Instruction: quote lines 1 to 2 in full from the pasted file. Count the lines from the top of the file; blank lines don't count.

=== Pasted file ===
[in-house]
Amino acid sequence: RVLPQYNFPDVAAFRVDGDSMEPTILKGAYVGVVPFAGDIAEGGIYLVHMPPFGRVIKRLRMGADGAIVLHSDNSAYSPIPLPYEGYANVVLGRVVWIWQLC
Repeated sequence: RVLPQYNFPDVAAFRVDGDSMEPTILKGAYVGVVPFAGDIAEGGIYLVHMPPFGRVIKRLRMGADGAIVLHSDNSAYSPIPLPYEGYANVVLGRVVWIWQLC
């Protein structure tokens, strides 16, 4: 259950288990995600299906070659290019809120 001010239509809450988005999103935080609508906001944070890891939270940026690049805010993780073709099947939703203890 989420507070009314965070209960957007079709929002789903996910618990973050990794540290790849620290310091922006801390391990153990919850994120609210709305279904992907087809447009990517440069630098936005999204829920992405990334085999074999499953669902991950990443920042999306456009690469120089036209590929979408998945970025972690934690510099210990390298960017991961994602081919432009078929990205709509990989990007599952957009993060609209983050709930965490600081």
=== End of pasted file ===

[in-house]
Amino acid sequence: RVLPQYNFPDVAAFRVDGDSMEPTILKGAYVGVVPFAGDIAEGGIYLVHMPPFGRVIKRLRMGADGAIVLHSDNSAYSPIPLPYEGYANVVLGRVVWIWQLC